As the web edition of the California Law Review, California Law Review Online features timely analyses of legal issues in an accessible format that represent a range of viewpoints. Submissions are accepted on a rolling basis.
Our online publication showcases a variety of pieces, including blog posts, essays, and response pieces, as described below. California Law Review Online publishes on a rolling basis. Pieces typically range from 1,000 to 3,000 words. Longer submissions of approximately 10,000 words may be accepted on a case-by-case basis. California Law Review Online welcomes writing from legal academics, law students, practitioners, and community members who have experience with legal services.
California Law Review Online is an outlet for authors to share their brief and unique takes. A blog post should generally range from 1,000 to 1,500 words and adopt a more accessible tone and format. Please cite any relevant authorities in endnotes. California Law Review Online aims to publish pieces approximately one month after approval to allow for both a timely discussion and a thorough editing process. A successful blog post not only provides a novel perspective on a current topic but also highlights the author’s voice.
California Law Review Online prioritizes pieces that emphasize a Californian perspective on the law. These pieces may focus on policy issues, cases before the California state courts, state statutes, cases before federal district courts in California, or cases before the Ninth Circuit.
California Law Review Online invites authors to submit pieces about recent issues that would benefit from the speedier online publication cycle. Online essays should meet the general guidelines of California Law Review‘s print essays, focusing on new ideas and conversations. Online essays should generally not exceed 3,000 words, and long-form essays should not exceed 10,000 words. Please cite any relevant authorities in endnotes. California Law Review Online aims to publish online essays approximately two to three months after approval, allowing for a thorough editing process. Longer pieces will have a proportionately longer editing timeline. Student authors seeking to publish a comment on a particular legal case should follow the online essays guidelines.
California Law Review Online serves as the primary platform to respond to pieces published in the California Law Review. Response pieces should generally not exceed 10,000 words. Please cite any relevant authorities in endnotes. California Law Review Online aims to publish response pieces in the months following publication of the original piece. The editing timeline for these pieces is generally two to three months. Submissions can be an early draft or a well-developed outline.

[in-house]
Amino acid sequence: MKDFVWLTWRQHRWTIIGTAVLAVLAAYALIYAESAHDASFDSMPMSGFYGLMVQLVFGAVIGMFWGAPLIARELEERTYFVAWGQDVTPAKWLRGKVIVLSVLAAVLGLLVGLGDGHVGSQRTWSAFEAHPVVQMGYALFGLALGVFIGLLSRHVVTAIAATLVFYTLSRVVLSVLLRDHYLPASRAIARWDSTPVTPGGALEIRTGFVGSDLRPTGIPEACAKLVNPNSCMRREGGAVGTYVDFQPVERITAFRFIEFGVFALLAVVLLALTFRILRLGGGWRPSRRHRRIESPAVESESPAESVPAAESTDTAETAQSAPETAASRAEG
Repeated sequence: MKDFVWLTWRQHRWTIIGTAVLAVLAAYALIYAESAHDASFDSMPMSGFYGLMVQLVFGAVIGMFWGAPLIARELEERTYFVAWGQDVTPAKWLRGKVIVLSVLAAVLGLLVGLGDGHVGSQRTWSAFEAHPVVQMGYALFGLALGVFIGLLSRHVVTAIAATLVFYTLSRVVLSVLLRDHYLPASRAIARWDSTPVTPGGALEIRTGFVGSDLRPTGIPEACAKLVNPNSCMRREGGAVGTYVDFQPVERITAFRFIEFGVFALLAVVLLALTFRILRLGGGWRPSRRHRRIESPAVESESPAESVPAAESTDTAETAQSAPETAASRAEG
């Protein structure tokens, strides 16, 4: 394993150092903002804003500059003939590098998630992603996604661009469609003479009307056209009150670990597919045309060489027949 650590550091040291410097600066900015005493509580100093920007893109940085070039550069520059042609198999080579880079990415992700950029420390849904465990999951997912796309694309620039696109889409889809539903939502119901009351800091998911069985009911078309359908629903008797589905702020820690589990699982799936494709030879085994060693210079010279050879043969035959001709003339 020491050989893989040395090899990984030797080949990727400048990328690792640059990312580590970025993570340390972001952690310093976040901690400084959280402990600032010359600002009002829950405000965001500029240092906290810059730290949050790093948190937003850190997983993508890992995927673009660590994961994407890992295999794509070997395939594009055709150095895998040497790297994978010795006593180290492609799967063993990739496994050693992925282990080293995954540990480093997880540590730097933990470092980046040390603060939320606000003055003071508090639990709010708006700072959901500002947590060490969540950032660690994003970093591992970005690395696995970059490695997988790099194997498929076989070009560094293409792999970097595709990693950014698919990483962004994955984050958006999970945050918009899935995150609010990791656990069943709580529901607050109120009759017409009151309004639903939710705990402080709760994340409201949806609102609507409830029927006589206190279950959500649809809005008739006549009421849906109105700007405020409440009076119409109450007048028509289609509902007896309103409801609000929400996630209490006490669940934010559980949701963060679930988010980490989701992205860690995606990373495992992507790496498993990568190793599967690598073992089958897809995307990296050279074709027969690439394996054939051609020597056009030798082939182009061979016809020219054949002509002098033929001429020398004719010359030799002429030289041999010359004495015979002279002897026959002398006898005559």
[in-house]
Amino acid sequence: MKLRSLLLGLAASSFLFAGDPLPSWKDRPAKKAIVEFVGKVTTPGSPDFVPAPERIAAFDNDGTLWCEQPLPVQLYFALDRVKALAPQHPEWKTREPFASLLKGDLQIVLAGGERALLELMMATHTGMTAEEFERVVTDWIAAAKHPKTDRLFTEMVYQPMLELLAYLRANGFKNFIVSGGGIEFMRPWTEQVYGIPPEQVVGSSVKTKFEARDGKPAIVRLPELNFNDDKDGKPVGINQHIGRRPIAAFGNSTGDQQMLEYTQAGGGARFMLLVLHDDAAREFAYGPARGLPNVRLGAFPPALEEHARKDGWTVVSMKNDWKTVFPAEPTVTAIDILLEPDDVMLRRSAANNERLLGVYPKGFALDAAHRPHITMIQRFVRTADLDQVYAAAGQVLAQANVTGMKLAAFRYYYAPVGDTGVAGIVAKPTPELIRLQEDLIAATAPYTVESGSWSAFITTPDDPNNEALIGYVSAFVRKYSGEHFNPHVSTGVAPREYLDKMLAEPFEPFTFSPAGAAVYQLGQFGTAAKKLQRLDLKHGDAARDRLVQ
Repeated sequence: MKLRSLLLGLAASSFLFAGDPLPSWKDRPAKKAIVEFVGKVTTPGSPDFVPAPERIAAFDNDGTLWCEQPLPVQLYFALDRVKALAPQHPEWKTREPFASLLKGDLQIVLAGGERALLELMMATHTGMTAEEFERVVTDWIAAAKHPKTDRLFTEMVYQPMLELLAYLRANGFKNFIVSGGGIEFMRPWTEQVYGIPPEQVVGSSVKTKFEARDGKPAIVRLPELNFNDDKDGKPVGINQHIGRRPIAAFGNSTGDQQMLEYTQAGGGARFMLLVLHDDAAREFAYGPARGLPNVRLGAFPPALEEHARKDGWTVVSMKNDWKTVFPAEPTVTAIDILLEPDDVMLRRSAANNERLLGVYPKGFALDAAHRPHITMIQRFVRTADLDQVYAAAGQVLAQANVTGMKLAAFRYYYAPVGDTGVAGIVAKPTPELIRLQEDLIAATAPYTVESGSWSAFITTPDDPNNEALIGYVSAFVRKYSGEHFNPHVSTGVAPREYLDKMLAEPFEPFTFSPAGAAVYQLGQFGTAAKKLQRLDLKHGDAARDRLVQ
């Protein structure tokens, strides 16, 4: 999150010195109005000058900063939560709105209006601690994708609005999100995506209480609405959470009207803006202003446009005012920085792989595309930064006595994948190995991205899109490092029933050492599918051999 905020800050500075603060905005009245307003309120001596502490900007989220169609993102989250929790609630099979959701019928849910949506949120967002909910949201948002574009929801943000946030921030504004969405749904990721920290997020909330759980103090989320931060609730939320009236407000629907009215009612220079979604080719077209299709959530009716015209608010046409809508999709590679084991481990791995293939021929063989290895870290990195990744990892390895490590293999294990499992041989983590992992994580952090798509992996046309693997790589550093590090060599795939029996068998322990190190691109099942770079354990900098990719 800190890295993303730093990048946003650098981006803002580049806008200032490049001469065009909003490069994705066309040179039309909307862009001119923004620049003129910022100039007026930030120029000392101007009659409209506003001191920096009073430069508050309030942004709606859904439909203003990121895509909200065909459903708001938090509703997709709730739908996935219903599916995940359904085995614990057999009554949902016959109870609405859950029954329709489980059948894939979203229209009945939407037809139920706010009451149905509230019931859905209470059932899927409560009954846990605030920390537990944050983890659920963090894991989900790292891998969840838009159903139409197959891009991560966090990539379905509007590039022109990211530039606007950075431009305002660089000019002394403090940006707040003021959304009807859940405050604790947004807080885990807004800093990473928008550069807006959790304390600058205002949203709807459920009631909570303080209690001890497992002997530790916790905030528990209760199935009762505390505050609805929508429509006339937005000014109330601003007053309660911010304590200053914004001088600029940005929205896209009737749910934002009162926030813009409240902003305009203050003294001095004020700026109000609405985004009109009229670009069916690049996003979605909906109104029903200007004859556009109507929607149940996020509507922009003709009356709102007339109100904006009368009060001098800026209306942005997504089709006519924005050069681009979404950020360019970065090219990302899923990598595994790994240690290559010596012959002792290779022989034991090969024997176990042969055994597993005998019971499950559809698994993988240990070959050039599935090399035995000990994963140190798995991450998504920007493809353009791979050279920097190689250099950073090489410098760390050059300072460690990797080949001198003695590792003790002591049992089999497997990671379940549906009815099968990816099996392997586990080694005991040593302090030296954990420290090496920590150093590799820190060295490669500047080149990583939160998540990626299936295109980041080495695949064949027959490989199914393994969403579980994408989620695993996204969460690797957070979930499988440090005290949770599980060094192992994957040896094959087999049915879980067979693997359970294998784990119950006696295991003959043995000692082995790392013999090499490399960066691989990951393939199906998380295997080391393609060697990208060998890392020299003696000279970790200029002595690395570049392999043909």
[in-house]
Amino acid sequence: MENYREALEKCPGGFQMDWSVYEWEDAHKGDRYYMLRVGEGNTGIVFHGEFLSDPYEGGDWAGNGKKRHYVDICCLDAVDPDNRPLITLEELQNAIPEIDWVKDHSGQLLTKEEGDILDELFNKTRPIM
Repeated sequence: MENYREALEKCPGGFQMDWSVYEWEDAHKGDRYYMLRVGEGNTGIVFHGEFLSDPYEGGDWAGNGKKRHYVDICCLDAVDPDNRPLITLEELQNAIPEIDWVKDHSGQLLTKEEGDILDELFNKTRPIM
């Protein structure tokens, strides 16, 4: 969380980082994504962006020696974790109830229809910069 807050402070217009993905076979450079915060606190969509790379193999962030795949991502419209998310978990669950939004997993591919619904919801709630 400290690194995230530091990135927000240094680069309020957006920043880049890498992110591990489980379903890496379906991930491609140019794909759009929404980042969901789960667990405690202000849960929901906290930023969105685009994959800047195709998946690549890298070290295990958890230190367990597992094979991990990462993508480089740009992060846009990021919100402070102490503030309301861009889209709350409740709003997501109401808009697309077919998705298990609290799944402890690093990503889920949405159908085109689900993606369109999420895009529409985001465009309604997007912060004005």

California Law Review Online Submission Requirements
- Authors* should email all submissions as Microsoft Word (.doc or .docx) attachments to firstname.lastname@example.org. *(Student authors, please see exceptions below.)
- All citations should conform to the 20th edition of The Bluebook: A Uniform System of Citation.
- All online submissions should cite using endnotes, not footnotes.
- Where applicable, all endnotes should include a hyperlink to the relevant source.
- A zip file of all cited sources should accompany the piece.
All submissions should include the following contact information:
- Email Address
- Mail Address
- Phone Number
Submissions may also be sent to the following address:
California Law Review Online Department
California Law Review
40 Law Building
UC Berkeley School of Law
University of California, Berkeley
Berkeley, CA 94720
For blog posts, student authors will receive the same consideration for publication as any other author. This means that student authors need not submit posts anonymously. Please note that publication is selective and not guaranteed.
For all other types of online pieces, student authors should submit their work anonymously. Anonymous submissions will allow the editorial board to make publication decisions based on a neutral and fair consideration of the written work. Only following selection will California Law Review Online editors learn the identity of the student authors. Student authors should follow these submission requirements:
- Email submissions to CLR Administrator Maro Vidal-Manou at email@example.com.
- Submit your piece in a PDF version without identifying author information on the file.
- Comply with the citation guidelines and source collection requirements listed above.
- Enclose a cover sheet that includes
- Title of the piece;
- Your class year; and
- Your contact information (email, phone, address).
If you have any questions regarding your submission, please contact Senior Online Editor Natasha Geiling at firstname.lastname@example.org.